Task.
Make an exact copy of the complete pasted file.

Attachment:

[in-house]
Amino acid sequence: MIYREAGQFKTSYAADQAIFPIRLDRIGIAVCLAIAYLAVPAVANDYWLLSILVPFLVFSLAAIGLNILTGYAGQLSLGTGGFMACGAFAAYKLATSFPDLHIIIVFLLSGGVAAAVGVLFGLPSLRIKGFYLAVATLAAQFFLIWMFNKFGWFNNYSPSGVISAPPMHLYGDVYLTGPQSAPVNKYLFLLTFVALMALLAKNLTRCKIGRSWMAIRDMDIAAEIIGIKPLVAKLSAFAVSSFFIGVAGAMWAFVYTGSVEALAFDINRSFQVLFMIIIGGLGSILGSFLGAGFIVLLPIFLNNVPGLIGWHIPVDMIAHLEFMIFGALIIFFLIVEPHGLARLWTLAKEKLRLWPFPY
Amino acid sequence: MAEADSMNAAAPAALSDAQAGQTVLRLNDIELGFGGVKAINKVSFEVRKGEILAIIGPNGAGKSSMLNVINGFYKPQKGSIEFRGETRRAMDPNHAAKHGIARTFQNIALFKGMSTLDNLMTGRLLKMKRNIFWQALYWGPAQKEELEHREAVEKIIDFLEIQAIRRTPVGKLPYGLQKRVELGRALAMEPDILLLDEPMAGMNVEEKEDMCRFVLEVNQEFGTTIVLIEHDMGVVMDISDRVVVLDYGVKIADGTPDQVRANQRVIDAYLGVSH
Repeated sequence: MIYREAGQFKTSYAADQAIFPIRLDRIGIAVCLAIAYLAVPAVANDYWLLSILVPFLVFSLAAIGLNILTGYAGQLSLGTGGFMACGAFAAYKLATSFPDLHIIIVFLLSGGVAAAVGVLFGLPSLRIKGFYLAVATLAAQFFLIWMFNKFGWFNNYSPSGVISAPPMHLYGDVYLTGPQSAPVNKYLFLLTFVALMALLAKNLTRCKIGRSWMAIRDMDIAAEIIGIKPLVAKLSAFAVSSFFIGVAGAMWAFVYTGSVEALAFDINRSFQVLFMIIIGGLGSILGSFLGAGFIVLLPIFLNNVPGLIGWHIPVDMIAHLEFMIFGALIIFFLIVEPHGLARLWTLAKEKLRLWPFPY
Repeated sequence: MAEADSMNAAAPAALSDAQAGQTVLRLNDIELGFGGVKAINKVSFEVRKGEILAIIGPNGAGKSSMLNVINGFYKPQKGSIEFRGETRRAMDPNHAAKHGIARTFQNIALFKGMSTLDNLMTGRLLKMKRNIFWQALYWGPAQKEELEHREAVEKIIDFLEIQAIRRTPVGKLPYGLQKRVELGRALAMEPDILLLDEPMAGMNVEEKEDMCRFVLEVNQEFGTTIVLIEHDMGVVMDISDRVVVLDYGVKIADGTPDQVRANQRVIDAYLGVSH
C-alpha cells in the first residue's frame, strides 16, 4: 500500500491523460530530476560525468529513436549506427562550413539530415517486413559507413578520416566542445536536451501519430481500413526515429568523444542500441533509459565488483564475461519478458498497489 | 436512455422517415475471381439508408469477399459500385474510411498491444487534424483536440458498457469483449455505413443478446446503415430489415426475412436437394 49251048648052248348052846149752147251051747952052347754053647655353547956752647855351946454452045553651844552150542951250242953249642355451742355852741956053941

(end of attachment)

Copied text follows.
[in-house]
Amino acid sequence: MIYREAGQFKTSYAADQAIFPIRLDRIGIAVCLAIAYLAVPAVANDYWLLSILVPFLVFSLAAIGLNILTGYAGQLSLGTGGFMACGAFAAYKLATSFPDLHIIIVFLLSGGVAAAVGVLFGLPSLRIKGFYLAVATLAAQFFLIWMFNKFGWFNNYSPSGVISAPPMHLYGDVYLTGPQSAPVNKYLFLLTFVALMALLAKNLTRCKIGRSWMAIRDMDIAAEIIGIKPLVAKLSAFAVSSFFIGVAGAMWAFVYTGSVEALAFDINRSFQVLFMIIIGGLGSILGSFLGAGFIVLLPIFLNNVPGLIGWHIPVDMIAHLEFMIFGALIIFFLIVEPHGLARLWTLAKEKLRLWPFPY
Amino acid sequence: MAEADSMNAAAPAALSDAQAGQTVLRLNDIELGFGGVKAINKVSFEVRKGEILAIIGPNGAGKSSMLNVINGFYKPQKGSIEFRGETRRAMDPNHAAKHGIARTFQNIALFKGMSTLDNLMTGRLLKMKRNIFWQALYWGPAQKEELEHREAVEKIIDFLEIQAIRRTPVGKLPYGLQKRVELGRALAMEPDILLLDEPMAGMNVEEKEDMCRFVLEVNQEFGTTIVLIEHDMGVVMDISDRVVVLDYGVKIADGTPDQVRANQRVIDAYLGVSH
Repeated sequence: MIYREAGQFKTSYAADQAIFPIRLDRIGIAVCLAIAYLAVPAVANDYWLLSILVPFLVFSLAAIGLNILTGYAGQLSLGTGGFMACGAFAAYKLATSFPDLHIIIVFLLSGGVAAAVGVLFGLPSLRIKGFYLAVATLAAQFFLIWMFNKFGWFNNYSPSGVISAPPMHLYGDVYLTGPQSAPVNKYLFLLTFVALMALLAKNLTRCKIGRSWMAIRDMDIAAEIIGIKPLVAKLSAFAVSSFFIGVAGAMWAFVYTGSVEALAFDINRSFQVLFMIIIGGLGSILGSFLGAGFIVLLPIFLNNVPGLIGWHIPVDMIAHLEFMIFGALIIFFLIVEPHGLARLWTLAKEKLRLWPFPY
Repeated sequence: MAEADSMNAAAPAALSDAQAGQTVLRLNDIELGFGGVKAINKVSFEVRKGEILAIIGPNGAGKSSMLNVINGFYKPQKGSIEFRGETRRAMDPNHAAKHGIARTFQNIALFKGMSTLDNLMTGRLLKMKRNIFWQALYWGPAQKEELEHREAVEKIIDFLEIQAIRRTPVGKLPYGLQKRVELGRALAMEPDILLLDEPMAGMNVEEKEDMCRFVLEVNQEFGTTIVLIEHDMGVVMDISDRVVVLDYGVKIADGTPDQVRANQRVIDAYLGVSH
C-alpha cells in the first residue's frame, strides 16, 4: 500500500491523460530530476560525468529513436549506427562550413539530415517486413559507413578520416566542445536536451501519430481500413526515429568523444542500441533509459565488483564475461519478458498497489 | 436512455422517415475471381439508408469477399459500385474510411498491444487534424483536440458498457469483449455505413443478446446503415430489415426475412436437394 49251048648052248348052846149752147251051747952052347754053647655353547956752647855351946454452045553651844552150542951250242953249642355451742355852741956053941